Towards rehabilitative handling in caring for patients following stroke: a participatory action research project

Authors

  • Elizabeth A. Mitchell BSc, RGN, PgDipEd,

  • Ann-Marie Conlon BSc,

  • Margaret Armstrong RGN,

  • Assumpta A. Ryan BSc, MEd, RMN, RGN, RNT


Liz Mitchell
Lecturer in Nursing
University of Ulster
Northland Road
Londonderry BT48 7JL
UK
Telephone: +0287 137 5006
E-mail: ea.mitchell@ulster.ac.uk

Abstract

Aim of the study.  This study aimed to facilitate nurses to take ownership of their moving and handling practice.

Objectives.  To (i) facilitate nurses in sharing their insights in moving and handling patients following stroke, (ii) enable nurses to identify facilitators of safer moving and handling practice, and (iii) empower nurses in collaboration with physiotherapists to direct changes in their practice.

Background.  Traditional top down moving and handling training has had variable impact on nursing practice. A moving and handling incident in a stroke unit demonstrated that there were professional development needs for staff in the stroke unit in relation to their moving and handling practice in the care of patients following stroke.

Methods.  An insider participatory action research approach was utilized. Data were analysed from focus group meetings, brainstorming sessions, observational studies, and from written reflective accounts.

Findings.  Peer pressure, communication, rehabilitative handling awareness, teamwork between nurses and physiotherapists, equipment and environmental issues were affecting moving and handling practice. Nurses identified that equipment, environment, communication and teamwork strategies would facilitate them in using rehabilitative moving and handling practice. Nurses in collaboration with physiotherapists directed changes in their practice. Participant staff members felt involved and valued, and reported changes in understanding, in their handling practice, and enhanced teamwork.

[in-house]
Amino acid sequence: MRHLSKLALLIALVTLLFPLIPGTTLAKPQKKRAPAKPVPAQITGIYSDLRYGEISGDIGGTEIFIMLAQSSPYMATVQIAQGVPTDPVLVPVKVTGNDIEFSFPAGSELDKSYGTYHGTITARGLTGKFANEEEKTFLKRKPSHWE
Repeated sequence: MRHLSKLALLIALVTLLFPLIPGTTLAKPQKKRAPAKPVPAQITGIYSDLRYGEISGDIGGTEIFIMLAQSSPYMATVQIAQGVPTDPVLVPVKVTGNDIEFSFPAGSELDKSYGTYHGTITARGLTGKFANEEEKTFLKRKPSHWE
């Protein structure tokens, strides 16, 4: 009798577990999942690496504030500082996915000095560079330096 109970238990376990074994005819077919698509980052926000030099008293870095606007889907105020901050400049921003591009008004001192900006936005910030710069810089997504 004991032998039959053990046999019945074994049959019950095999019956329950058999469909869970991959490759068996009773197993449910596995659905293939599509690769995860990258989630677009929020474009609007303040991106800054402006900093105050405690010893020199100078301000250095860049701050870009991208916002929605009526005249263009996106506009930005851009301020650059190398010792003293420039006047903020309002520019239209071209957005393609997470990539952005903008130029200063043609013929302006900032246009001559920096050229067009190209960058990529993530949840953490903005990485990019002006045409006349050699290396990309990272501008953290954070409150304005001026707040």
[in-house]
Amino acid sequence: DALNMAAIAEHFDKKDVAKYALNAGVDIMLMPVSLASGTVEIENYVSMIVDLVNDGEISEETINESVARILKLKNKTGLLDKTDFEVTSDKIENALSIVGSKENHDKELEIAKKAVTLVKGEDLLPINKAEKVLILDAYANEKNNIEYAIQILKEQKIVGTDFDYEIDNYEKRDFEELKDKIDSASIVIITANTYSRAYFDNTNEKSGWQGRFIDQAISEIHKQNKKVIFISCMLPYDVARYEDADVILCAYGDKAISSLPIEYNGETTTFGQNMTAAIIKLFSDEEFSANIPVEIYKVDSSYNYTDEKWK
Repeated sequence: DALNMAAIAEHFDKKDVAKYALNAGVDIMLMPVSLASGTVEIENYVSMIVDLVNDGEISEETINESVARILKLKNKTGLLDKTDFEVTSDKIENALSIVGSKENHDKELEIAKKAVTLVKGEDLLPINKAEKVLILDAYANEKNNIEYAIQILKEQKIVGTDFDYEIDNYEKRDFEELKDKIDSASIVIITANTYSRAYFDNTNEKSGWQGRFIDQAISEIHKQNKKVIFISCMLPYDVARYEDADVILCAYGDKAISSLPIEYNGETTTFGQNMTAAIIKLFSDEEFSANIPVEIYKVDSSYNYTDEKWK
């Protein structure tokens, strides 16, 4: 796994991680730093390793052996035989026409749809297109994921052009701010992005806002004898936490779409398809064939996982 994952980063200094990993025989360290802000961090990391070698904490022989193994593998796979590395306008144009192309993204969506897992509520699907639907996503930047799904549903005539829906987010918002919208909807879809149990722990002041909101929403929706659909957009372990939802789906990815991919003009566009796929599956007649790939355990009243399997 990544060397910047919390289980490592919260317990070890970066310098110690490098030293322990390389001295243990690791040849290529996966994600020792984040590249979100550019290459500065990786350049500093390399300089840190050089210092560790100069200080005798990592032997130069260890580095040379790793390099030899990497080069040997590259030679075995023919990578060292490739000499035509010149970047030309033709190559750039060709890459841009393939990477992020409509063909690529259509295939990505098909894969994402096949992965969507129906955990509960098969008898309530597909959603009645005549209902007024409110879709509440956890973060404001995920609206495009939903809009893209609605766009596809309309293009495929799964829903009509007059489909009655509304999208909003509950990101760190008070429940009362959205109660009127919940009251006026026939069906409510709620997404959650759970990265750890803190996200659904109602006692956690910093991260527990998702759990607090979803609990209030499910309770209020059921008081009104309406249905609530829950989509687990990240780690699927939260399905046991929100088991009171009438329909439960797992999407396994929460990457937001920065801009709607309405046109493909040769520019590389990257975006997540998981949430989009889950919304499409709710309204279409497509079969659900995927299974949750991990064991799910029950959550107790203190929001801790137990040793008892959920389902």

Conclusion.  Participatory action research creates a supportive environment, where those directly involved in moving and handling patients can investigate and direct changes in their practice. Thus it is a significant vehicle for delivering professional development in moving and handling practice.

Relevance to clinical practice.  Professional development initiatives in moving and handling practice must incorporate processes that enhance inter-disciplinary teamwork and value and utilize the views and experiences of the staff who move and handle patients.

Ancillary